Immigration specialists have criticised the home secretary for suggesting that thousands of people of the so-called 'Windrush generation', fearful about their immigration status, do not need to instruct solicitors.

An escalating row about Commonwealth immigrants who arrived as British subjects, given settlement rights under the 1971 Commonwealth Immigration Act but now threatened with deportation because they cannot prove their status, has prompted calls for Amber Rudd to resign.

Rudd has established a taskforce to help people of the Windrush generation establish their rights. A helpline was set up to enable people to contact the Home Office.

In a Commons debate on Monday, Rudd said she had listened to some of the calls to the taskforce and said the way in which callers were engaging with the border people helping them had been 'very constructive'. She said: 'They do not need to have lawyers. In this process we have put in place, there will be no need for lawyers to engage.'

Chai Patel, legal and policy director at the Joint Council for the Welfare of Immigrants, said Rudd was 'grossly irresponsible' for advising people against seeking independent legal advice before calling the Windrush helpline.

Patel said: 'Her [department] is in a state of constant catastrophe when it comes to decision making, with over 50% of appeals against its decisions successful. In these cases, there isn’t even an appeal route. Nor is there any written guidance as to the scope and procedures under which this special taskforce will operate. We would certainly recommend that people contact our free helpline for undocumented migrants before calling the helpline.'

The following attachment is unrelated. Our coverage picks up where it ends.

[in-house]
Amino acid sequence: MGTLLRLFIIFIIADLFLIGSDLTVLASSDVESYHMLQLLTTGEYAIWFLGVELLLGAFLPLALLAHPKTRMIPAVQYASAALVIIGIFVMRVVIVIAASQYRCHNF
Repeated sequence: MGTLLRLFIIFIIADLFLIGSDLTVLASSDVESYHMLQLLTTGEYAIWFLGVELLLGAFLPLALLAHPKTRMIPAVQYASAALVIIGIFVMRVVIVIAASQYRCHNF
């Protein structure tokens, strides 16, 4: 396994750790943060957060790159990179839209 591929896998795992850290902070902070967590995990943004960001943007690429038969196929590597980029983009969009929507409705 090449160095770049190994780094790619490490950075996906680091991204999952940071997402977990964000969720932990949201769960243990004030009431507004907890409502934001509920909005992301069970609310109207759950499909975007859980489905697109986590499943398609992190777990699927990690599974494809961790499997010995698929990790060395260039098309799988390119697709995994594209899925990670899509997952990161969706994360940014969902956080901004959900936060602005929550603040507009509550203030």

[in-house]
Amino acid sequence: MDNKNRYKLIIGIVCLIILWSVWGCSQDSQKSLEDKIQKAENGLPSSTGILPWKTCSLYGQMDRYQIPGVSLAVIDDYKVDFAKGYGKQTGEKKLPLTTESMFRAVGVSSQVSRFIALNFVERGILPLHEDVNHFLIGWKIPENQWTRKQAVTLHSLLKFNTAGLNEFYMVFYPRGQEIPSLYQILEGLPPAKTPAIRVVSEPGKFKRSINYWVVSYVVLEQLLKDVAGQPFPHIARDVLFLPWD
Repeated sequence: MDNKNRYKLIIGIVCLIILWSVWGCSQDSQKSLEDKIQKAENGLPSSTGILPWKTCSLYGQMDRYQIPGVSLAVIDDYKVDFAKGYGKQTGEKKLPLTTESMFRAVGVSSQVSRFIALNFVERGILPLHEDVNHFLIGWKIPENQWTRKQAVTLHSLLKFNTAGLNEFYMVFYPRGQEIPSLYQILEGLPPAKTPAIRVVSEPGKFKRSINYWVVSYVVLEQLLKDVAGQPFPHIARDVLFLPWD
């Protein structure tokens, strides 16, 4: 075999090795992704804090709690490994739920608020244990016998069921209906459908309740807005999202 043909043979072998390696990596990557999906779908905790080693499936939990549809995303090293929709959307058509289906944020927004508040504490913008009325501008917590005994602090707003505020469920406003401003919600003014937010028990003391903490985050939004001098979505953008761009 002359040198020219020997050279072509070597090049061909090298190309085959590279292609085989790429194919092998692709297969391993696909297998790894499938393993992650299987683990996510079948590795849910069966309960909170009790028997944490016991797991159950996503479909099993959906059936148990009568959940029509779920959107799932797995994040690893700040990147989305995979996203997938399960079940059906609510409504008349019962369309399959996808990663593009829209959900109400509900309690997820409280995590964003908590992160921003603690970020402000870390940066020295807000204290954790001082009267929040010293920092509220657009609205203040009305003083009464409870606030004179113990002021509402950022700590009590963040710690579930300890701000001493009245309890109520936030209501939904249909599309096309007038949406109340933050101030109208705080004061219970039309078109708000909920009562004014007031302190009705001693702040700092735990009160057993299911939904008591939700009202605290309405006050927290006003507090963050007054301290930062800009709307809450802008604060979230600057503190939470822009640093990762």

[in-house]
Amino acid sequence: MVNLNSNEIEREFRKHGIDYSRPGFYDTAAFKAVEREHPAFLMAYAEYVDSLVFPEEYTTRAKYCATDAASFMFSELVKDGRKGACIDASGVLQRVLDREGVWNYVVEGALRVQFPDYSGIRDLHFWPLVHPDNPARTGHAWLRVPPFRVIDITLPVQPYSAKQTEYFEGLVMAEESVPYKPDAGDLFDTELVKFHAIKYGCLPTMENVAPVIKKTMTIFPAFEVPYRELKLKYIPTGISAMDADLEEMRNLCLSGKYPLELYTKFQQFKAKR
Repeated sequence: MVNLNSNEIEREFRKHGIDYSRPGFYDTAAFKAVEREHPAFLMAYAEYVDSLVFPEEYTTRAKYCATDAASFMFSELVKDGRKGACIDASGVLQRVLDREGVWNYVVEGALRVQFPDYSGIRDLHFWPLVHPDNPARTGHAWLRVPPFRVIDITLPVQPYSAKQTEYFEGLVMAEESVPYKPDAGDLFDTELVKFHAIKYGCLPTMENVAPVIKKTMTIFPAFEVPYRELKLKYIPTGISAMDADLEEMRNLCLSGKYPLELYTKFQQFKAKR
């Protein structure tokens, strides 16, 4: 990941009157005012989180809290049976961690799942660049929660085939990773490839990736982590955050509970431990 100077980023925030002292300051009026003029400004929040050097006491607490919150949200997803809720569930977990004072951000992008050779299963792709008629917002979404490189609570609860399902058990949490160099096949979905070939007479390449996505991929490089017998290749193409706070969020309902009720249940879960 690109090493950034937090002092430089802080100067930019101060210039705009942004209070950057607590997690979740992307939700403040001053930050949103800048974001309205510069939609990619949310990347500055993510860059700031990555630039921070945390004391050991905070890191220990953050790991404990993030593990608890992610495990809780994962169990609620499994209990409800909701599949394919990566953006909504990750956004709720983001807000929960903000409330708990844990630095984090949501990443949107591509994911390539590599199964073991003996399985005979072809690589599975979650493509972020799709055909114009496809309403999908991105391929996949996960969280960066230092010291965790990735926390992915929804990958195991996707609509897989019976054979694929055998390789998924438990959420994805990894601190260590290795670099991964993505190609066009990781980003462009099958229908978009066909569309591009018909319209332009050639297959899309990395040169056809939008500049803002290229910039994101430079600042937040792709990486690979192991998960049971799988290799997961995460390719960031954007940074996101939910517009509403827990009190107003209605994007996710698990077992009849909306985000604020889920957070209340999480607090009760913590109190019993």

Philip Trott, a partner in the immigration department at London firm Bates Wells Braithwaite, said: 'However simple the process proposed by the minister, as with all applications made to the Home Office, evidence supporting them is key and applicants are not merely able to make an assertion of fact. Inevitably there will be some testing of the application especially in relation to family members born here to Windrush generation members. The Home Office's track record will justify rightful cynicism by those that understand the system.'

Wesley Gryk, senior partner at London firm Wesley Gryk Solicitors, said his firm's experience shows the Home Office does not always get the law right in its decision-making.

Gryk said: 'It is therefore over-optimistic to think that they will be able to deal with everyone’s applications correctly, when these often involve complex historic points of British nationality law and immigration control. The Home Office does appear to be offering a personalised service for these people but it can’t be trusted to be able to handle complex cases well and so these people, who are often elderly and more vulnerable (which is often why they have not been documented previously), may well still need legal support through the process.'